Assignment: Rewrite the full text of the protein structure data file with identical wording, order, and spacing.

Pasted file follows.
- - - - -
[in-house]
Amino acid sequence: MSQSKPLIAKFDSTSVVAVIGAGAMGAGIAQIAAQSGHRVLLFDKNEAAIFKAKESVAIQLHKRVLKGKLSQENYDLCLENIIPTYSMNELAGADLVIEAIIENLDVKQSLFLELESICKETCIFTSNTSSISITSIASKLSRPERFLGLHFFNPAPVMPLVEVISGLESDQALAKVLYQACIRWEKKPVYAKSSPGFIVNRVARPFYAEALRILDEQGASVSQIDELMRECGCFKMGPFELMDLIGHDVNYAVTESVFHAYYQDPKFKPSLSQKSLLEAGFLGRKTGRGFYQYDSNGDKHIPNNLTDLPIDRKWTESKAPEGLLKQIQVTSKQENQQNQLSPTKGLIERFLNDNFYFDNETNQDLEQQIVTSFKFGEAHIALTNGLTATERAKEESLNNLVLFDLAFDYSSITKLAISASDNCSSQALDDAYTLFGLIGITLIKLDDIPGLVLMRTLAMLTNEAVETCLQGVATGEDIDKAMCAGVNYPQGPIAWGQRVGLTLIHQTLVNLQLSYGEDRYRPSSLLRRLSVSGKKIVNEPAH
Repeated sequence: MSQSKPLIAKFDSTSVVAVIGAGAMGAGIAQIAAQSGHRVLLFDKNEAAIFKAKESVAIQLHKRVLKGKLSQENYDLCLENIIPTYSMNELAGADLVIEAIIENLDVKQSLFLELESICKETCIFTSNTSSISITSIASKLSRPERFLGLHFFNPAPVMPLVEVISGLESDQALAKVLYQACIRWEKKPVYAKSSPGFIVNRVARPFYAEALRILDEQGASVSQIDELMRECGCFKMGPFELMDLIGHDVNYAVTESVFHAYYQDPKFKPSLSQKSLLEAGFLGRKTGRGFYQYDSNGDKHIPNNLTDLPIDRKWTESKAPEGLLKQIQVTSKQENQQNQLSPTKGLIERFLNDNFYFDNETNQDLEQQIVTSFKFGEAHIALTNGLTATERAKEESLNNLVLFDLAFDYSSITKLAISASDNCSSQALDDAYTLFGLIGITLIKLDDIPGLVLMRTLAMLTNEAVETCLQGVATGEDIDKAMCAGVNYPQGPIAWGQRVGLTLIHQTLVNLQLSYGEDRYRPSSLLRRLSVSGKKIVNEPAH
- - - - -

[in-house]
Amino acid sequence: MSQSKPLIAKFDSTSVVAVIGAGAMGAGIAQIAAQSGHRVLLFDKNEAAIFKAKESVAIQLHKRVLKGKLSQENYDLCLENIIPTYSMNELAGADLVIEAIIENLDVKQSLFLELESICKETCIFTSNTSSISITSIASKLSRPERFLGLHFFNPAPVMPLVEVISGLESDQALAKVLYQACIRWEKKPVYAKSSPGFIVNRVARPFYAEALRILDEQGASVSQIDELMRECGCFKMGPFELMDLIGHDVNYAVTESVFHAYYQDPKFKPSLSQKSLLEAGFLGRKTGRGFYQYDSNGDKHIPNNLTDLPIDRKWTESKAPEGLLKQIQVTSKQENQQNQLSPTKGLIERFLNDNFYFDNETNQDLEQQIVTSFKFGEAHIALTNGLTATERAKEESLNNLVLFDLAFDYSSITKLAISASDNCSSQALDDAYTLFGLIGITLIKLDDIPGLVLMRTLAMLTNEAVETCLQGVATGEDIDKAMCAGVNYPQGPIAWGQRVGLTLIHQTLVNLQLSYGEDRYRPSSLLRRLSVSGKKIVNEPAH
Repeated sequence: MSQSKPLIAKFDSTSVVAVIGAGAMGAGIAQIAAQSGHRVLLFDKNEAAIFKAKESVAIQLHKRVLKGKLSQENYDLCLENIIPTYSMNELAGADLVIEAIIENLDVKQSLFLELESICKETCIFTSNTSSISITSIASKLSRPERFLGLHFFNPAPVMPLVEVISGLESDQALAKVLYQACIRWEKKPVYAKSSPGFIVNRVARPFYAEALRILDEQGASVSQIDELMRECGCFKMGPFELMDLIGHDVNYAVTESVFHAYYQDPKFKPSLSQKSLLEAGFLGRKTGRGFYQYDSNGDKHIPNNLTDLPIDRKWTESKAPEGLLKQIQVTSKQENQQNQLSPTKGLIERFLNDNFYFDNETNQDLEQQIVTSFKFGEAHIALTNGLTATERAKEESLNNLVLFDLAFDYSSITKLAISASDNCSSQALDDAYTLFGLIGITLIKLDDIPGLVLMRTLAMLTNEAVETCLQGVATGEDIDKAMCAGVNYPQGPIAWGQRVGLTLIHQTLVNLQLSYGEDRYRPSSLLRRLSVSGKKIVNEPAH